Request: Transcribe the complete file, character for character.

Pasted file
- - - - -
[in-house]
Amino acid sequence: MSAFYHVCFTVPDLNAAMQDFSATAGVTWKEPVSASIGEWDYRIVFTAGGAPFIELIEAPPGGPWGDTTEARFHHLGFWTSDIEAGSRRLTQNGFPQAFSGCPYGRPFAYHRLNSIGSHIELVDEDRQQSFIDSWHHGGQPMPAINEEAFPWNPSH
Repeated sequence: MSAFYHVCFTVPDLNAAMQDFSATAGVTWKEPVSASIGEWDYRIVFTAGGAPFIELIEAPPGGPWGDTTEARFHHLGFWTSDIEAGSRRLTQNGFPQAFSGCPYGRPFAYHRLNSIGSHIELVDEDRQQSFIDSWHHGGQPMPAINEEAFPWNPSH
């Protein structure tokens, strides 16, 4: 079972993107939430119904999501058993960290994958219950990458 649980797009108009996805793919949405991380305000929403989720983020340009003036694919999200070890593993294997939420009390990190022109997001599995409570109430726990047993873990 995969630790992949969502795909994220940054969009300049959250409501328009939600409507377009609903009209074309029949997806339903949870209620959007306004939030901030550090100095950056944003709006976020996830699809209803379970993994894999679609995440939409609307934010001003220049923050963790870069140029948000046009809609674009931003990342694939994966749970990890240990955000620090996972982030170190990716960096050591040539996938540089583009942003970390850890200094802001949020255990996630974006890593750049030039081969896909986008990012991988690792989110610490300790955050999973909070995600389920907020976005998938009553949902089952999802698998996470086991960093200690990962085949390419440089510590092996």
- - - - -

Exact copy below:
[in-house]
Amino acid sequence: MSAFYHVCFTVPDLNAAMQDFSATAGVTWKEPVSASIGEWDYRIVFTAGGAPFIELIEAPPGGPWGDTTEARFHHLGFWTSDIEAGSRRLTQNGFPQAFSGCPYGRPFAYHRLNSIGSHIELVDEDRQQSFIDSWHHGGQPMPAINEEAFPWNPSH
Repeated sequence: MSAFYHVCFTVPDLNAAMQDFSATAGVTWKEPVSASIGEWDYRIVFTAGGAPFIELIEAPPGGPWGDTTEARFHHLGFWTSDIEAGSRRLTQNGFPQAFSGCPYGRPFAYHRLNSIGSHIELVDEDRQQSFIDSWHHGGQPMPAINEEAFPWNPSH
């Protein structure tokens, strides 16, 4: 079972993107939430119904999501058993960290994958219950990458 649980797009108009996805793919949405991380305000929403989720983020340009003036694919999200070890593993294997939420009390990190022109997001599995409570109430726990047993873990 995969630790992949969502795909994220940054969009300049959250409501328009939600409507377009609903009209074309029949997806339903949870209620959007306004939030901030550090100095950056944003709006976020996830699809209803379970993994894999679609995440939409609307934010001003220049923050963790870069140029948000046009809609674009931003990342694939994966749970990890240990955000620090996972982030170190990716960096050591040539996938540089583009942003970390850890200094802001949020255990996630974006890593750049030039081969896909986008990012991988690792989110610490300790955050999973909070995600389920907020976005998938009553949902089952999802698998996470086991960093200690990962085949390419440089510590092996």